More generally, it is unclear how defensible SoFi’s platforms are. On the one hand, SoFi benefits from an indirect network effect similar to a stock exchange – students should flock to platforms with more lenders and lenders should operate through platforms with the most students because this will ensure maximum liquidity. After reaching a critical mass, it is difficult for a new entrant to replicate the liquidity of the first mover. On the other hand, unlike with stock exchanges, neither students nor lenders are locked into using a single lending platform and there are few switching costs between them. It is relatively easy for both sides to “multi-home” when originating a loan or when refinancing one.
In its original incarnation, SoFi could claim a competitive advantage through crowdsourcing by creating unique communities that capitalized on alma mater-based affinities. This arguably created direct network effects – a sort of financing/career-based Facebook. However, this becomes less relevant as a decreasing share of lenders invests based on school (or any) affiliation and the community advice element is being contracted to professionals instead of alumni networks. SoFi is beginning to look more like a mainstream financial company that happens to have superior underwriting criteria.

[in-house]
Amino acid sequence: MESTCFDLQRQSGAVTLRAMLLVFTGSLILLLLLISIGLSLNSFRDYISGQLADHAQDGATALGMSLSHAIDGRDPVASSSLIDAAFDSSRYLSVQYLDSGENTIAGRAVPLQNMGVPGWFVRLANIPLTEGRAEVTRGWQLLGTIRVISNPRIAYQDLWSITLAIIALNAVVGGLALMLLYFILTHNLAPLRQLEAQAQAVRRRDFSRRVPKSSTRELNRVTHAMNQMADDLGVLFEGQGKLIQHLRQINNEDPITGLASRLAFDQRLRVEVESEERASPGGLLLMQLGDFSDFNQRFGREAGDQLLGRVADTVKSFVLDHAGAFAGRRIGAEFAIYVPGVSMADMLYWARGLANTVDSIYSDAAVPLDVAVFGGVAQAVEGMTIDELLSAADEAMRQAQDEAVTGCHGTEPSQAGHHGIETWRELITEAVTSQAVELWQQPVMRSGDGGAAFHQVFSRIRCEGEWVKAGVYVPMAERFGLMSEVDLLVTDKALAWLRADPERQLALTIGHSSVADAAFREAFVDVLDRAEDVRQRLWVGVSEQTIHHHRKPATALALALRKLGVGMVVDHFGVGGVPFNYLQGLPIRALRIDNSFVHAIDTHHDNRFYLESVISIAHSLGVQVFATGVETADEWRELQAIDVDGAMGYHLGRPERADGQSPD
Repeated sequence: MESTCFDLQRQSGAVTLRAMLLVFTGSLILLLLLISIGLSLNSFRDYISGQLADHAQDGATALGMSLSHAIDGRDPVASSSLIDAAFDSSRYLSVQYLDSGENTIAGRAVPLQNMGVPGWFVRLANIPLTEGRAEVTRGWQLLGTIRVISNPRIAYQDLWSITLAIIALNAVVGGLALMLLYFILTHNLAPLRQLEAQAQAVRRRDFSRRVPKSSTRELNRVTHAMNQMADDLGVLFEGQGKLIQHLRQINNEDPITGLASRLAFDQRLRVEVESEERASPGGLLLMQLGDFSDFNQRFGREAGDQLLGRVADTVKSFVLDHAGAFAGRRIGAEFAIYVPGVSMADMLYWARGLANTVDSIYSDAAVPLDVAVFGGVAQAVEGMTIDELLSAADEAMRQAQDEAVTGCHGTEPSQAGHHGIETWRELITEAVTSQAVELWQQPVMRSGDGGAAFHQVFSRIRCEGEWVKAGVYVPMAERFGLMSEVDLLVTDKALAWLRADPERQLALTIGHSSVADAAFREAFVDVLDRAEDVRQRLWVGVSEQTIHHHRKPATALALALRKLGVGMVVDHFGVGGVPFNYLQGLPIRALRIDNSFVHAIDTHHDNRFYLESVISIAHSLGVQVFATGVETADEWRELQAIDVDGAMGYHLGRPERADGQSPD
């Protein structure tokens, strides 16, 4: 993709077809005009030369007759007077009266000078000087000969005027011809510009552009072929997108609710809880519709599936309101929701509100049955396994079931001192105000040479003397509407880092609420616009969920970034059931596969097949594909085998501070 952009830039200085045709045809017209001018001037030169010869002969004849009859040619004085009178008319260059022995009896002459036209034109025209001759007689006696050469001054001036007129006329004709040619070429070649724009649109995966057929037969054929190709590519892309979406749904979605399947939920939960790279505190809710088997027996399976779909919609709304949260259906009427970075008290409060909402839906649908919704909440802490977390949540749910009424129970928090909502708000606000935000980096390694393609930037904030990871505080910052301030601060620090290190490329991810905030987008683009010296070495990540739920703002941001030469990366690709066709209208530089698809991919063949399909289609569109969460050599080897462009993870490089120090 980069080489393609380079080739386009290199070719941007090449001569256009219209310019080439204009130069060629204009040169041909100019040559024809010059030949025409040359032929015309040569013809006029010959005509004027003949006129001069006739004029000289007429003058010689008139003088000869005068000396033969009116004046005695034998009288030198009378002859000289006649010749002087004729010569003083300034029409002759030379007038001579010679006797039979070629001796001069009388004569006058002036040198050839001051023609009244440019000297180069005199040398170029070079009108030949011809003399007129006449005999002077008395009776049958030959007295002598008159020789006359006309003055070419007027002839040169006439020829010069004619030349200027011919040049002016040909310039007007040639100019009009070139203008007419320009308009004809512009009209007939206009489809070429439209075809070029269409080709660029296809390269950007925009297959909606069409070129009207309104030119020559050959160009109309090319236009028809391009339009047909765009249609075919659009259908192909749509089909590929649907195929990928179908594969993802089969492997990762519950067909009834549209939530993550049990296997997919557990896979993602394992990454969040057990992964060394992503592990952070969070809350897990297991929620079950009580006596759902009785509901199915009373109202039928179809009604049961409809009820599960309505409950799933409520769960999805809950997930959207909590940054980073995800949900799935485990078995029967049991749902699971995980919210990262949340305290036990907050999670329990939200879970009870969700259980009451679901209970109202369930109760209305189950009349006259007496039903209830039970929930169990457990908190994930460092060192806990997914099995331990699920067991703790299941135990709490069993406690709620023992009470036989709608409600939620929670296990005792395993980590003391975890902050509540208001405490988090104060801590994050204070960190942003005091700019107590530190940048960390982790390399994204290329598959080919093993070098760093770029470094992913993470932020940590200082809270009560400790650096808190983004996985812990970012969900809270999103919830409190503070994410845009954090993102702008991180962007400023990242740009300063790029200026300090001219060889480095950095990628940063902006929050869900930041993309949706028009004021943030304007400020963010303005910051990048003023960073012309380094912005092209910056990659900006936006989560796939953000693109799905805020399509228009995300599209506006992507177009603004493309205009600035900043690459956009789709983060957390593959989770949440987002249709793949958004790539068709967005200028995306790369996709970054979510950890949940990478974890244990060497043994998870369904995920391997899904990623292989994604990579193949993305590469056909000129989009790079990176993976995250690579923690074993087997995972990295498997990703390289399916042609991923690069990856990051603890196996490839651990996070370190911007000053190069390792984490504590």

However, the very underwriting criteria that distinguish SoFi today could incur the wrath of consumer advocates going forward. After all, it doesn’t sound great to say that students at prestigious schools should have an easier time funding their education than students elsewhere (even if this makes perfect economic sense).
To the degree that the underwriting criteria and aggressive pricing don’t result in public outcry, it might be replicated. For instance, Citizens Bank is already offering fixed rates as low as 4.74% to some borrowers (http://www.forbes.com/sites/maggiemcgrath/2014/12/10/student-debt-as-an-asset-class-a-1-trillion-opportunity/).